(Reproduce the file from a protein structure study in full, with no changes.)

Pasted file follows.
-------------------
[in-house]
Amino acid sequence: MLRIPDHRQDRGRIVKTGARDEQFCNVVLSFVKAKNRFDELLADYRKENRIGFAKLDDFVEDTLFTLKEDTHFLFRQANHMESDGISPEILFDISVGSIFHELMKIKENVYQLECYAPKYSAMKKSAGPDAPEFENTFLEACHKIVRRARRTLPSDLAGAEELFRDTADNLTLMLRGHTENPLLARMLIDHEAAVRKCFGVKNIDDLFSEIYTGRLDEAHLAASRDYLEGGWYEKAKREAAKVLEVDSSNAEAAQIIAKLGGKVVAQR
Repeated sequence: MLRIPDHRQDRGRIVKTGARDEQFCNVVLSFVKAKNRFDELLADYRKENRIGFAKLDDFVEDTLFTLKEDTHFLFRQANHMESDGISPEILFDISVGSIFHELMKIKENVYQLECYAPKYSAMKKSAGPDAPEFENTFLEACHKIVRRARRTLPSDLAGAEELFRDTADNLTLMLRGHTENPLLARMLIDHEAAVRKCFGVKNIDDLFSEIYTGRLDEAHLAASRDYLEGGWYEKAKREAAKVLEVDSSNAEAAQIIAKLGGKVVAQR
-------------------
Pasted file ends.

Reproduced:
[in-house]
Amino acid sequence: MLRIPDHRQDRGRIVKTGARDEQFCNVVLSFVKAKNRFDELLADYRKENRIGFAKLDDFVEDTLFTLKEDTHFLFRQANHMESDGISPEILFDISVGSIFHELMKIKENVYQLECYAPKYSAMKKSAGPDAPEFENTFLEACHKIVRRARRTLPSDLAGAEELFRDTADNLTLMLRGHTENPLLARMLIDHEAAVRKCFGVKNIDDLFSEIYTGRLDEAHLAASRDYLEGGWYEKAKREAAKVLEVDSSNAEAAQIIAKLGGKVVAQR
Repeated sequence: MLRIPDHRQDRGRIVKTGARDEQFCNVVLSFVKAKNRFDELLADYRKENRIGFAKLDDFVEDTLFTLKEDTHFLFRQANHMESDGISPEILFDISVGSIFHELMKIKENVYQLECYAPKYSAMKKSAGPDAPEFENTFLEACHKIVRRARRTLPSDLAGAEELFRDTADNLTLMLRGHTENPLLARMLIDHEAAVRKCFGVKNIDDLFSEIYTGRLDEAHLAASRDYLEGGWYEKAKREAAKVLEVDSSNAEAAQIIAKLGGKVVAQR